Bank of Canada’s inflation-fighting strategy may not be enough
The Bank of Canada recently announced it would maintain the overnight rate it charges commercial banks to borrow from the central bank at ½ per cent, and maintain the rate it offers those banks to keep reserves at the central bank at ¼ per cent. The bank also said it was ending its program of quantitative easing (QE) and moving into a “reinvestment” phase where it will purchase Government of Canada bonds solely to replace maturing bonds at a still substantial rate of $4 billion to $5 billion per month.
In effect, the bank will stop adding QE stimulus (which essentially prints new money, thereby growing the country’s money supply) but maintain the large stimulus it’s already injected into the economy, at least for the foreseeable future. In fact, it’s been gradually reducing the pace of QE purchases since October 2020.
The major issue, of course, which has made headlines across the country (and indeed around the world) is inflation, the rising cost of things, from bacon to automobiles to apartment rents.
In the same announcement, Tiff Macklem, governor of the Bank of Canada, said measures of medium-to-longer-term inflation expectations remain well-anchored on the bank’s 2 per cent per annum target and that overall wage pressures remain moderate. While the bank expects inflation to rise to close to 5 per cent by the end of 2021, it also expects a return to the bank’s 2 per cent target by the end of 2022. Macklem said the bank aims to keep inflation under control, which means a fairly quick return of inflation to its 2 per cent target.
But here’s the problem.
Strong forces will make the bank’s inflation-fighting job more difficult than Macklem suggests. For example, the bank views the current global and domestic supply chain disruptions as a short-term phenomenon, and believes the capacity of the Canadian economy to satisfy aggregate demand with minimum upward price pressures will be restored in the foreseeable future. Yet these views may be overly optimistic.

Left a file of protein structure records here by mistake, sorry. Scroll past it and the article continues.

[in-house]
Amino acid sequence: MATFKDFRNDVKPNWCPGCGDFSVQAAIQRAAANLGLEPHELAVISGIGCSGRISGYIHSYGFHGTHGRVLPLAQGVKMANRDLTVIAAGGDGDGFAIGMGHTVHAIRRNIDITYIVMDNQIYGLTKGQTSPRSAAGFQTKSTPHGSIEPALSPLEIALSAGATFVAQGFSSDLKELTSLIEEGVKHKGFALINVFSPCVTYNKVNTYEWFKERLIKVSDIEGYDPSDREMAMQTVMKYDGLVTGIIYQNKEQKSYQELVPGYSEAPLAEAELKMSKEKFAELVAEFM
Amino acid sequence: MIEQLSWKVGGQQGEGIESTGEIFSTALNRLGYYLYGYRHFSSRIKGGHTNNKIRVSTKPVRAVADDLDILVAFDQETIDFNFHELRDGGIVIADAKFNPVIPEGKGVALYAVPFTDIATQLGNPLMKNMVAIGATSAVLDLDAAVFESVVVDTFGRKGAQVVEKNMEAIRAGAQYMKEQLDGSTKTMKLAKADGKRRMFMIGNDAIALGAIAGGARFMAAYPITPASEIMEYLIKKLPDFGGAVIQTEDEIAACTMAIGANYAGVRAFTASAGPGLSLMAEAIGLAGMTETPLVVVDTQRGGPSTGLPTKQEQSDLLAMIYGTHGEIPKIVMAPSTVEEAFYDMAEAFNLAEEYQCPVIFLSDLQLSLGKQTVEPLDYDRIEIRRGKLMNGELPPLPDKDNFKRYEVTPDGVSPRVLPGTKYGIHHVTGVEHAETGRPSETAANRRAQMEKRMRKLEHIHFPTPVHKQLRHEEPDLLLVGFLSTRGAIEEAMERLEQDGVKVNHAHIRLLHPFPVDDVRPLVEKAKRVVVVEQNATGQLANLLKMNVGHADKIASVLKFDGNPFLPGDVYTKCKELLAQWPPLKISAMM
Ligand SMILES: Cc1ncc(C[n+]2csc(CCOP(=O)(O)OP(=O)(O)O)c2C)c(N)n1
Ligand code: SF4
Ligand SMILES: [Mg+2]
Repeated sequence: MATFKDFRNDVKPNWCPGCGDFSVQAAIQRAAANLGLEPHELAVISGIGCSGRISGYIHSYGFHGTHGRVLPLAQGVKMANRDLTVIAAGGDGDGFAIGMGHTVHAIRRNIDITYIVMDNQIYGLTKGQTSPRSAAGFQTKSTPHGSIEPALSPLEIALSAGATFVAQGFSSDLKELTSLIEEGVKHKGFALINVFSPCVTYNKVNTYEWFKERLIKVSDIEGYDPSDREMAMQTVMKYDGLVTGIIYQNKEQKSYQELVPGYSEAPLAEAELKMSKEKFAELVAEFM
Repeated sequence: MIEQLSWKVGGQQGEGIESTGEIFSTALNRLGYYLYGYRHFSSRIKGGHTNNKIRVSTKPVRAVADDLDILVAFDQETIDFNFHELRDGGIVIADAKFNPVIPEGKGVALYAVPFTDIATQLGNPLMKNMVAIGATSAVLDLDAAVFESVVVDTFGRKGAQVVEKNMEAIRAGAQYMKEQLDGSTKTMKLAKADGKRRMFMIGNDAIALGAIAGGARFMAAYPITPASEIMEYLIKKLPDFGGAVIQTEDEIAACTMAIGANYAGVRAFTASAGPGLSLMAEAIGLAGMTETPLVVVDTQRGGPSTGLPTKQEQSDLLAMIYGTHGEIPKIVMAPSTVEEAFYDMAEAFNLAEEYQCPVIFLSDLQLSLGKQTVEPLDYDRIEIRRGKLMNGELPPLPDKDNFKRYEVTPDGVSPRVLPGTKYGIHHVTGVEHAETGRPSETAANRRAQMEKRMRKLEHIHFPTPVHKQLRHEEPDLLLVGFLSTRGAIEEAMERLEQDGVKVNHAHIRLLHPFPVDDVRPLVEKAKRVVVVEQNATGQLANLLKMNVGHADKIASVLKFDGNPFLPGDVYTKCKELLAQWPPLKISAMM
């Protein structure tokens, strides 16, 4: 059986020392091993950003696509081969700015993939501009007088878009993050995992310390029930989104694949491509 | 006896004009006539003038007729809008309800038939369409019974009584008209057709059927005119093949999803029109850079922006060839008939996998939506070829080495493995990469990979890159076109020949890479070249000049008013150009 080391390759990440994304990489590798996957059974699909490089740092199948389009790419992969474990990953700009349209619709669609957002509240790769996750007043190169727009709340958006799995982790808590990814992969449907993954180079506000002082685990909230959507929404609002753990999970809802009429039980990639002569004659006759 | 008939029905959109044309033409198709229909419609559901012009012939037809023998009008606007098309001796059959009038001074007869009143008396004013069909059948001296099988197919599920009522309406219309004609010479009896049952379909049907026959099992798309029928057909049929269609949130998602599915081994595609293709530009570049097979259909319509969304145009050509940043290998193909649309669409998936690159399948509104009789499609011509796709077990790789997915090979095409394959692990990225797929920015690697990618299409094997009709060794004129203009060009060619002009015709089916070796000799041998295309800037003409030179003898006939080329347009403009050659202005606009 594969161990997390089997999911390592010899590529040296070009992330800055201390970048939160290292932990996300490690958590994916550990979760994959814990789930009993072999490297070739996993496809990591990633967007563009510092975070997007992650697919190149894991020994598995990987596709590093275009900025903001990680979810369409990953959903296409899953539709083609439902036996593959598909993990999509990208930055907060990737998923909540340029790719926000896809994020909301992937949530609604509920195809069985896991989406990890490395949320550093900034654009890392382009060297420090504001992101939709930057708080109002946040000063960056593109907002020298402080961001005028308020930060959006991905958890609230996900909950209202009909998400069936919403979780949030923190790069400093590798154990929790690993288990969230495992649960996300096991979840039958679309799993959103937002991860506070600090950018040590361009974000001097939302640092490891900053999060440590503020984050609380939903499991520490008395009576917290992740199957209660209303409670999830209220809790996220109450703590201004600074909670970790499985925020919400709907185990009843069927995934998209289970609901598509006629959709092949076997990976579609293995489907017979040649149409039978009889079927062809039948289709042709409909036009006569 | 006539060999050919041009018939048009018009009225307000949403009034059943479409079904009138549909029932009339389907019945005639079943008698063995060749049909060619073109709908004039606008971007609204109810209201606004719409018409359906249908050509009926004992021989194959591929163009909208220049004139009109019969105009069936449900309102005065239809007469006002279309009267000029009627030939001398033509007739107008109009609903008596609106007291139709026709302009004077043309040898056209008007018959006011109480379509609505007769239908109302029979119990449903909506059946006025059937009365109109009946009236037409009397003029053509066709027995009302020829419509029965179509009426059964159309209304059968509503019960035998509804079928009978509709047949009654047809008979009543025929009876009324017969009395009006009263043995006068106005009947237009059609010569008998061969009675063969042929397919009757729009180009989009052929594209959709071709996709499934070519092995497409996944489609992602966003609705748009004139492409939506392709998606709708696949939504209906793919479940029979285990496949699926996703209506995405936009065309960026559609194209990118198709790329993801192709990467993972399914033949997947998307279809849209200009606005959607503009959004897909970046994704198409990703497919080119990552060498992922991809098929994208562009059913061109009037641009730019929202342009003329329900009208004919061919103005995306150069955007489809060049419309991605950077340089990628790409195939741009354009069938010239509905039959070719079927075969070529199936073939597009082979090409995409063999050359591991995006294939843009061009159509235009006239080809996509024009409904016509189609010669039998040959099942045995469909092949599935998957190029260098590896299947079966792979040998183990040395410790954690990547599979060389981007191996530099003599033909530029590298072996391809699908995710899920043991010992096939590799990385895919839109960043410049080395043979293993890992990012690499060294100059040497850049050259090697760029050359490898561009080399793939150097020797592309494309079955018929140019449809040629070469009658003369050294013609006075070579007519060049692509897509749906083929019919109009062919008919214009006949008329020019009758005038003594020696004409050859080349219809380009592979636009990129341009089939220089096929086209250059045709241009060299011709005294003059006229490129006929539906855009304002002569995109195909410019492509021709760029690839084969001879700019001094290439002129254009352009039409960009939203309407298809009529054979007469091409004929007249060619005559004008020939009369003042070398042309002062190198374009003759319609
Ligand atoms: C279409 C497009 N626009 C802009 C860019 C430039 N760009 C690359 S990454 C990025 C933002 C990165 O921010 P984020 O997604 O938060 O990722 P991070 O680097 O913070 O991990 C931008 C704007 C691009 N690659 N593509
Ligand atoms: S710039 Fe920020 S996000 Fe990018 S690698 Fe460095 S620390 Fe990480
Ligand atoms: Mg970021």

First, consider the Canadian economy’s supply problems, spurred in part by the country’s aging labour force. Barring larger-than-planned increases in immigration or a sharp upturn in the labour force participation rate of older workers, according to most models of labour supply, the growth of Canada’s labour force will slow over the coming decades with some models even projecting essentially zero growth.
However, a commensurate increase in labour productivity growth can offset stagnant labour force growth. And due to the growing use of robotics, telemedicine and other technological innovations, the economy may be on the verge of a technological renaissance following the 2011-2020 decade (when developed economies experienced the slowest labour productivity growth rates in 50 years).
Despite these trends, there’s heated debate among economists as to whether technological change, a major driver of productivity growth, will continue to accelerate or whether we’ve “used up” our best ideas. While it’s impossible to predict technological change, there’s evidence it’s becoming more expensive to innovate across a wide range of industries. Moreover, an aging population is itself a barrier to innovation, as an aging workforce implies a shrinking cohort of individuals between the ages of 25 and 40 who are most likely to be successful entrepreneurs.
Finally, capital investments in machinery, equipment and intellectual property products such as software remain another major driver of labour productivity growth. Unfortunately, capital investment in Canada has declined in recent years and the future outlook is not encouraging. Beyond Canada’s relatively high tax rates, regulatory pressures to switch from carbon fuels to “green” energy sources, whatever the environmental benefits, will divert financial capital away from investments in traditional productivity-enhancing assets. Post-COVID political pressures to rely less on imports for “strategic” goods such as medical equipment and pharmaceuticals may further slow productivity growth by attenuating the efficiency benefits of international trade.
In light of these potential longer-run constraints on supply, Canadian policymakers should focus on improving Canada’s productivity performance. Relying primarily on monetary policy to restore and maintain price stability—that is, control inflation—arguably places an unduly onerous burden on the central bank.